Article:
ARRL Ohio Section Emergency Coordinator Stan Broadway, N8BHL, says he is hoping to expand his section’s “NVIS Antenna Day” on April 23 by encouraging participation by stations in neighboring states. This year’s activity also will offer the concept of establishing “anchor stations” around Ohio to provide consistent signal reports to other participants. The Near-Vertical Incidence Skywave or NVIS antenna has gained traction among emergency communication groups and others desiring a close-in radiation pattern for regional work on HF.
“Working with antennas has been an integral part of Amateur Radio since the first hams took to the airwaves,” Broadway said. “Having the ‘right’ antenna becomes even more important when we’re acting in the interest of public safety. The Amateur Radio Emergency Service (ARES) organization in Ohio will put these two concepts together in another NVIS Antenna Day.”
Broadway explained the “anchor station” concept this way: Team A puts together a low-altitude G5RV, then contacts Anchor A in Toledo, Anchor B in Dayton, and the Ohio Emergency Operations Center (EOC) station — “The Sarge” — for signal reports. “They then either adjust their design, or try antenna number 2, contacting the same anchors,” he said. “From their signal reports, they can determine right away which antenna is better and by how much.”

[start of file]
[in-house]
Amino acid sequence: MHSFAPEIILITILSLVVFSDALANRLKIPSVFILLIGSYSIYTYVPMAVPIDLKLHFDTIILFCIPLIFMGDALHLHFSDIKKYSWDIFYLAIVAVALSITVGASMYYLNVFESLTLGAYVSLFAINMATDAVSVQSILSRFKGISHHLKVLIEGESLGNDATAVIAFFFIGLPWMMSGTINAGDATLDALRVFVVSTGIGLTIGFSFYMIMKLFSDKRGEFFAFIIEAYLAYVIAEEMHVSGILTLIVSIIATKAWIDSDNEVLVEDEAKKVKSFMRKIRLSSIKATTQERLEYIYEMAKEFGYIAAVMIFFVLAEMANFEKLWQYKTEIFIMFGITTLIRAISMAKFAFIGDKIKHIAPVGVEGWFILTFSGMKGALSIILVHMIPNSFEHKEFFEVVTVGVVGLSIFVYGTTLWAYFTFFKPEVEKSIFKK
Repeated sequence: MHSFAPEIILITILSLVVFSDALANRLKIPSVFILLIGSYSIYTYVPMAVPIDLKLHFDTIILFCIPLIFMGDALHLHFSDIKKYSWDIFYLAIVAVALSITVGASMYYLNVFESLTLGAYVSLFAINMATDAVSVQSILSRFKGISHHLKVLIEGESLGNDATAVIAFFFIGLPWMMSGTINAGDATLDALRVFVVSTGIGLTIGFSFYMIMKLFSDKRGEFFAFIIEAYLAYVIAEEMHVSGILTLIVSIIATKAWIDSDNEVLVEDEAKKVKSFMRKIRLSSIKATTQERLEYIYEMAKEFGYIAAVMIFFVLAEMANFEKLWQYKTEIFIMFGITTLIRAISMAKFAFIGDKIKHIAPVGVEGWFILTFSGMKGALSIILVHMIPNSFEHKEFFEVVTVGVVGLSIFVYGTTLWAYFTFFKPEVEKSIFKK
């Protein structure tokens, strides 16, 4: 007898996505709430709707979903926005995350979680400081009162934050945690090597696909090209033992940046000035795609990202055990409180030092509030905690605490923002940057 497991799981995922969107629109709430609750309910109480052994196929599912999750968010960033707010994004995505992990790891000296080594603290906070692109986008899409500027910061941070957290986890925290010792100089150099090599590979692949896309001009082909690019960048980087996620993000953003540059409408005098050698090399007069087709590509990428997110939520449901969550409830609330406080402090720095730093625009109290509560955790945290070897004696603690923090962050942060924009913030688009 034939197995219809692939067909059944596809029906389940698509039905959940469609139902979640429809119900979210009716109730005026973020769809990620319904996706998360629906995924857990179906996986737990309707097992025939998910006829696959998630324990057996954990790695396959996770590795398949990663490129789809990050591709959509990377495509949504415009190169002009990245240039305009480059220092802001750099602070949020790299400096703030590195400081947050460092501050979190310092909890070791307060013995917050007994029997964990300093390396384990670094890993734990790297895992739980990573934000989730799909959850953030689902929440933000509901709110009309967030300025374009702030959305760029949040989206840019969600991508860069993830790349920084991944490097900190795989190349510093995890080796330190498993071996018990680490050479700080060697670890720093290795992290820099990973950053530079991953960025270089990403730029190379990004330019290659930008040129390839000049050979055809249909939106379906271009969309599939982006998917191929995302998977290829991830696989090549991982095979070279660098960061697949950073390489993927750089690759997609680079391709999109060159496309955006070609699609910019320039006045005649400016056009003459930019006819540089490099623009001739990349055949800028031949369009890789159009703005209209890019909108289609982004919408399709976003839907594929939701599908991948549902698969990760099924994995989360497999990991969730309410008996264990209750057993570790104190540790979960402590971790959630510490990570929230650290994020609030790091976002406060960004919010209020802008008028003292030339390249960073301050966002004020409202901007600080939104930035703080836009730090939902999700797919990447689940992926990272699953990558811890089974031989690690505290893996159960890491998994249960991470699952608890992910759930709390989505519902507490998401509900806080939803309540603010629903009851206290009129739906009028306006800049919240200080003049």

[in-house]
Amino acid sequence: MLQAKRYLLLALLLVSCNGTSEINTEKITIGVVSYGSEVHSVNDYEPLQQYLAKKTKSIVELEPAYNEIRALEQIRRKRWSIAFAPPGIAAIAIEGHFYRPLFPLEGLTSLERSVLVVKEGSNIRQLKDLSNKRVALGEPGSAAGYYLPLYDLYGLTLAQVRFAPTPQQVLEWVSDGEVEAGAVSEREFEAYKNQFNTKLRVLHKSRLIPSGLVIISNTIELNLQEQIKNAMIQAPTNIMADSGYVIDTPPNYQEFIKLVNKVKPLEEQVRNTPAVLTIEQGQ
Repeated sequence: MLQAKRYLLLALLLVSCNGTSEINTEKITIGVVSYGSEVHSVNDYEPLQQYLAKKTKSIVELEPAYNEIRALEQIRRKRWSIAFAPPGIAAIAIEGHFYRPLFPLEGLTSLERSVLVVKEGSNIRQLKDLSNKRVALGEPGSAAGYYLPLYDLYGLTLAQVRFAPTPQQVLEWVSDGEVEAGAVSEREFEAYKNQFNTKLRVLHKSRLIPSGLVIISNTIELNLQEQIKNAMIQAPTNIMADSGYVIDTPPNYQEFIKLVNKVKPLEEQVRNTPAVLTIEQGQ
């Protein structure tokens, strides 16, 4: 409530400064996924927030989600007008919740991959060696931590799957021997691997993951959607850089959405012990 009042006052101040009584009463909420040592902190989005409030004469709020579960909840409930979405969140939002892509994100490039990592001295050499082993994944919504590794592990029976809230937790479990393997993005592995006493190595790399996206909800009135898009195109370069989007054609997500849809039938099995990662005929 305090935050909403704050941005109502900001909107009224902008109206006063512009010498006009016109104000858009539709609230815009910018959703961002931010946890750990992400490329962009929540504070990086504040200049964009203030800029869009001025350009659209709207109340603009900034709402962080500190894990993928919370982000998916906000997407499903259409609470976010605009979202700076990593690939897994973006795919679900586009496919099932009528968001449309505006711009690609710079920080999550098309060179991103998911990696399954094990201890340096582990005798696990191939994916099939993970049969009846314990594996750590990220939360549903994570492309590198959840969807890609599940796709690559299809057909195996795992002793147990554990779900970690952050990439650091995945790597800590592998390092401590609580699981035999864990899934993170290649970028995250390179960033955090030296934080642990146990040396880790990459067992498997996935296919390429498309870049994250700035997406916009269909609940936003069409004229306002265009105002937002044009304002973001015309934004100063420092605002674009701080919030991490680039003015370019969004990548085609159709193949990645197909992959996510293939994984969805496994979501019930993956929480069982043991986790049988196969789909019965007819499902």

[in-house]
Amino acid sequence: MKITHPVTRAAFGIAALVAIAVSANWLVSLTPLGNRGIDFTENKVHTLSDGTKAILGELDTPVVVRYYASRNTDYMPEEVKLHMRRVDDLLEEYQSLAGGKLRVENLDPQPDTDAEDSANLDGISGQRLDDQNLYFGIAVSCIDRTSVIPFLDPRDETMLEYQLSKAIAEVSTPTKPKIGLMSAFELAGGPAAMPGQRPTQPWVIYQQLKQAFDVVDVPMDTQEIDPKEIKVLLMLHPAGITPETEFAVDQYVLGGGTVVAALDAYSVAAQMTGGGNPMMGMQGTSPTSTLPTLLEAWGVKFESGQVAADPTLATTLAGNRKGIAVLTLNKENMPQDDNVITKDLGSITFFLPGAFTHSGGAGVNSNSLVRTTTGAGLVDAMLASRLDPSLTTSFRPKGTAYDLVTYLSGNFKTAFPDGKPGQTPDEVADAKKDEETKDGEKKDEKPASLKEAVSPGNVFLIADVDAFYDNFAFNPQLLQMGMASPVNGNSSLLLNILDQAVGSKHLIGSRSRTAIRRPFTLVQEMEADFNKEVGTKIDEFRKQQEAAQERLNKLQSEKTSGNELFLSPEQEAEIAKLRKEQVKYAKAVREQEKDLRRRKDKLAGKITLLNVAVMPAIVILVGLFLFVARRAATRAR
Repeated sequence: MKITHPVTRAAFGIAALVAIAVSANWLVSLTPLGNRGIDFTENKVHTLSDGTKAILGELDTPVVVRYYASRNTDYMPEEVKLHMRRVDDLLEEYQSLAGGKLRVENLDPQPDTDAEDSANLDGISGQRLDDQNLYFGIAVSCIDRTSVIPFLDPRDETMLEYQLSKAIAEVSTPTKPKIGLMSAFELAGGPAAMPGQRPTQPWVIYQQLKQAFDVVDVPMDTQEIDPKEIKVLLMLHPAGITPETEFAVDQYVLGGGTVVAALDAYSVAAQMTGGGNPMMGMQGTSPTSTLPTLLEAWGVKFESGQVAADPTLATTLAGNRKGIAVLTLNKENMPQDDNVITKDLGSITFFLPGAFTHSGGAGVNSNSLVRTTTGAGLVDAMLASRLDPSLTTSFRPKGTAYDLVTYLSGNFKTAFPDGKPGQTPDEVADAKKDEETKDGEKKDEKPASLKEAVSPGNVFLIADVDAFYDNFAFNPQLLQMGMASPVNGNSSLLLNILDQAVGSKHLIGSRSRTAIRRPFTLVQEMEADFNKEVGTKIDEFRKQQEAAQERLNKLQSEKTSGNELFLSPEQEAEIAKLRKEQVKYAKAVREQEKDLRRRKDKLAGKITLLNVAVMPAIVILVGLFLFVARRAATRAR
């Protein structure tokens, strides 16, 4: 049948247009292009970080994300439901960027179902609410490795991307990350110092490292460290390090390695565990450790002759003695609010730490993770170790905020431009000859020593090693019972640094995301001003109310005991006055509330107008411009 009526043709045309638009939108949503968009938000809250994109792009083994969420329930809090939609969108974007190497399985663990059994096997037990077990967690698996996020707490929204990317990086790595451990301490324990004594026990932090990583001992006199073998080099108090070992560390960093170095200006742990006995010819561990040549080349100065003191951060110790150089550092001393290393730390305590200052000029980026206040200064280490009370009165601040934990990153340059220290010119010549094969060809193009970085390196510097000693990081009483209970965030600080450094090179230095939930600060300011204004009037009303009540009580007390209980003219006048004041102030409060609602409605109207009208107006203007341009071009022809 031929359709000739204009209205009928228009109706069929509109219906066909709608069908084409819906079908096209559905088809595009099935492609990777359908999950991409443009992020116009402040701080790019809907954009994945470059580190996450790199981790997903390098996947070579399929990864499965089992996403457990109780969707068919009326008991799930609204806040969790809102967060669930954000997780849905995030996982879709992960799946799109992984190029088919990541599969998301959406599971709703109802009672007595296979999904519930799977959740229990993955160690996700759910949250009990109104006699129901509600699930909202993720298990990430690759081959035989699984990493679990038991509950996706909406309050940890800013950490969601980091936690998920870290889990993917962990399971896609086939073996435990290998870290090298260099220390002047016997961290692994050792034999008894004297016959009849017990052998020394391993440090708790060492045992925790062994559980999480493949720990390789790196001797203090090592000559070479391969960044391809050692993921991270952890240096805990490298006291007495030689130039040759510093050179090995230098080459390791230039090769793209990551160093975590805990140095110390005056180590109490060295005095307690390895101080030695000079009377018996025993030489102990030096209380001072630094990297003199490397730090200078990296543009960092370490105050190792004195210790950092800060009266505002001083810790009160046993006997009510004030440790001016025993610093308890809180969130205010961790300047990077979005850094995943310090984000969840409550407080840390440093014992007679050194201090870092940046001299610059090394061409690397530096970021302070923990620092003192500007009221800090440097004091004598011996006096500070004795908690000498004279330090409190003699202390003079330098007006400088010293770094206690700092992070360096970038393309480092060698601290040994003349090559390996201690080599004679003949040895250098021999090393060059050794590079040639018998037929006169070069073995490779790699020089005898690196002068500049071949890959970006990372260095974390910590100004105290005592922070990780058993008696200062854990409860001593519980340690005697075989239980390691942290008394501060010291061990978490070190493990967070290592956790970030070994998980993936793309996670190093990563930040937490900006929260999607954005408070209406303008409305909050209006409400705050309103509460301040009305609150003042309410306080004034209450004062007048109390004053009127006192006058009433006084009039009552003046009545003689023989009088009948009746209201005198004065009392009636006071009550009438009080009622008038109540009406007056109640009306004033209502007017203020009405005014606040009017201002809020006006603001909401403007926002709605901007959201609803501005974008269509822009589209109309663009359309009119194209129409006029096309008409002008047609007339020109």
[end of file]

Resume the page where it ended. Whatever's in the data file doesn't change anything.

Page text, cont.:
Anchor stations’ frequencies will be published, but participating stations may contact as many other stations as they can find, allowing each station to plot its coverage “footprint” to get a good idea of its capability for a real emergency.
Last year, numerous operators, teams, and EOCs took part in NVIS Antenna Day in an effort to determine the best NVIS antenna to use throughout the Ohio Section. “The differences weren’t as dramatic as one might expect,” Broadway said. “Those fashioned after the military AS-2259 cross-dipole configuration appeared to be the best, but other designs worked nearly as well.”
Broadway said NVIS Antenna Day is not a contest but an activity focused on having teams or individuals in and around Ohio to research and determine the NVIS antenna designs they believe will work the best — then get together to build and test them out on the air. Teams may include county-based ARES teams or groups, teams of friends, and even individual operators.
Getting under way at 1500 UTC on April 23, teams will begin making contacts to compare their antennas. Stations do not need to operate from the field but the location should allow room for several antennas.
“We don’t have an ending time, because some stations had so much fun — and so many pileups — last year that that they went on for quite a while past dark,” Broadway recounted.
After the event all teams will file reports with call sign, location, operator(s), number of contacts, and all antenna design and deployment details, including height.
“Each station then can rank its top three antenna performers with comments and ideas,” Broadway said. “Pictures are very much encouraged.” The sponsoring Marion County ARES team will compile the documentation, and narrow down the best-performing NVIS antennas across the region.
Broadway has invited radio amateurs in surrounding states to get involved and to participate in the on-the-air event. “We would really like to make this a regional event in 2016, with stations in their state EOCs and around the Ohio border to test their own capabilities,” he said.